Music Blu-ray Review: Genesis - Three Sides Live

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Eagle Vision has done Genesis fans a very nice favor, just in time for the gift-giving season, with the Blu-ray release of the 1981 documentary/concert film Three Sides Live. The video presentation is a restoration made from the original 16mm film elements, while the audio is offered as a DTS-HD MA 5.1 lossless surround mix (or a simpler, albeit very good, LPCM 2.0 stereo track). This is pre-superstardom Genesis, and of course the post-Peter Gabriel edition of the band. The feature runs about 85 minutes and probably would’ve been more effective had it presented a full, unedited concert. But alas, songs are incomplete, cutting away to admittedly interesting, often amusing interview footage.

The radio show segment that finds Phil Collins fielding calls directly from listeners is a particularly fun, off-the-cuff segment. Tony Banks and Mike Rutherford join Collins for some straightforward, unpretentious discussions about their music. The live performances are energetic, highly spirited affairs. Again, seeing as this was prior to their commercial breakthroughs with the self-titled album (1983) and Invisible Touch (1986), casual fans will immediately recognize hits like “Misunderstanding,” “Abacab,” “No Reply at All,” and the show-closing “Turn it On Again.” But strong performances of Abacab album cuts “Me & Sarah Jane” and “Man on the Corner” are also standouts.

Bonus material includes audio-only versions of seven live songs, presented in their complete, unedited form. Some of the songs are part of the main feature (“Behind the Line,” “Duchess,” Me & Sarah Jane,” “Man on the Corner”) and some are not (“One for the Vine,” “Fountain of Salmacis,” “Follow You Follow Me”). In total, this audio material runs 47 minutes. While it’s an undeniably great addition, the audio (which plays over an image of the Three Sides Live logo with some basic stage light animation behind it) will yield varying mileage based on how often you simply listen to a Blu-ray disc (as opposed to a CD). Still, it adds significant value to the package as the songs sound great in 5.1 surround. Liner notes are printed on the inside cover as there is no booklet.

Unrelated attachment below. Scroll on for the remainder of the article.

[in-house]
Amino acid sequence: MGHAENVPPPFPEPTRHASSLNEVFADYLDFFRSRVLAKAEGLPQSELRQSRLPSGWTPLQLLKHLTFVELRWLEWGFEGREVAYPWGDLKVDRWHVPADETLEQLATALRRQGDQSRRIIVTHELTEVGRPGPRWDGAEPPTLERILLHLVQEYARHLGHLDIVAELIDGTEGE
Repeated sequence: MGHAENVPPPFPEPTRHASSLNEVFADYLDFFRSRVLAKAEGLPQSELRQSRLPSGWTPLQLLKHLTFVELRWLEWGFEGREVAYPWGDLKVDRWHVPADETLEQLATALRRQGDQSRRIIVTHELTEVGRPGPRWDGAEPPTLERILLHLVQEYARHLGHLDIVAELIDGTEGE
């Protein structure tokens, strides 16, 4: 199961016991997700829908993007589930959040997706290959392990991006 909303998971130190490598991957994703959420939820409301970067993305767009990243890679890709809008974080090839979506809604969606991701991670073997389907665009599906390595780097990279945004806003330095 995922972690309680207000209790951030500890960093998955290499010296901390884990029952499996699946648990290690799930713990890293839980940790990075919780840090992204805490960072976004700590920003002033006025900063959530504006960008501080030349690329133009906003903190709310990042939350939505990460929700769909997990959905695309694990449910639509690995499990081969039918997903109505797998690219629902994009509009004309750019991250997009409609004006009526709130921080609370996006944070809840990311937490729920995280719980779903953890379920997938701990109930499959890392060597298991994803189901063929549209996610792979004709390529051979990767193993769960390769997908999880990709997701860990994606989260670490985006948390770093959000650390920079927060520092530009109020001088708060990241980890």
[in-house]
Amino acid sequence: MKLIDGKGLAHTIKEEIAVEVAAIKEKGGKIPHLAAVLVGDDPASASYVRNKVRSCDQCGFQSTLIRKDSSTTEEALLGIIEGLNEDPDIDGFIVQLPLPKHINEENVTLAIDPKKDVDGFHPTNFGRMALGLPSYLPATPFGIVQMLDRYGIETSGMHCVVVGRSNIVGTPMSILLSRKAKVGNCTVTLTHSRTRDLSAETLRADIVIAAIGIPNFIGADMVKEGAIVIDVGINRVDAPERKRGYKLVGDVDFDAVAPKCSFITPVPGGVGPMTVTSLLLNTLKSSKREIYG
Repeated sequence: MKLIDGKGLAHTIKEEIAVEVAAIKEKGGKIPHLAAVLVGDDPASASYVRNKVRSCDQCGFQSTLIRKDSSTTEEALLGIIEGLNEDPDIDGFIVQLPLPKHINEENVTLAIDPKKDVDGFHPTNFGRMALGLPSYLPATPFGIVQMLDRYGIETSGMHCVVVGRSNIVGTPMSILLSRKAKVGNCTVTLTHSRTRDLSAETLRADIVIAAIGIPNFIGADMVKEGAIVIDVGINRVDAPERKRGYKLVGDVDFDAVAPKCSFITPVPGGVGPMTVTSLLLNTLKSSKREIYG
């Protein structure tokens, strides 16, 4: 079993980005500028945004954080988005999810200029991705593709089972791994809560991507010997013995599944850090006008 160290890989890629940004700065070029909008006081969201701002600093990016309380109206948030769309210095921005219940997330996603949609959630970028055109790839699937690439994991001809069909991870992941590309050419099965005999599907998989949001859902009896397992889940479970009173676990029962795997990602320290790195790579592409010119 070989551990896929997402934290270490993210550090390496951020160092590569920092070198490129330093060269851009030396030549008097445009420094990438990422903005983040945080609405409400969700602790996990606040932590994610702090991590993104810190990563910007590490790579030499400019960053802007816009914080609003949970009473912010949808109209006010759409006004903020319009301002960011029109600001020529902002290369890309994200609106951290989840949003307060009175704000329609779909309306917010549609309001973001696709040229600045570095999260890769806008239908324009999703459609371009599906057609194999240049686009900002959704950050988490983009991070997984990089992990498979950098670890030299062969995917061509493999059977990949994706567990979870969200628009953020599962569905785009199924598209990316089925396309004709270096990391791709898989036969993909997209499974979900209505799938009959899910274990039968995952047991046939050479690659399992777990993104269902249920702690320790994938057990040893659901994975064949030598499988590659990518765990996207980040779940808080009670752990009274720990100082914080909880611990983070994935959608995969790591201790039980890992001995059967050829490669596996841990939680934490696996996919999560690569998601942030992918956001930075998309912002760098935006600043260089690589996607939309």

Again, the visual presentation is strong, but the real upgrade here is the presence of lossless audio. The surround mix emphasizes the inter-musician dynamics of the band, with excellent separation between the elements. Three Sides Live is much more accessible now thanks to this release, having been previously available on DVD only as part of the Genesis Movie Box 1981-2007.

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Chaz Lipp is a Seattle-based freelance writer whose focus is music and film. As “The Other Chad,” he has written for the online magazine Blogcritics since 2008. When he’s not writing, Chaz can be found trolling jazz clubs, attempting to find somewhere to play his sax (whether anyone wants to hear…

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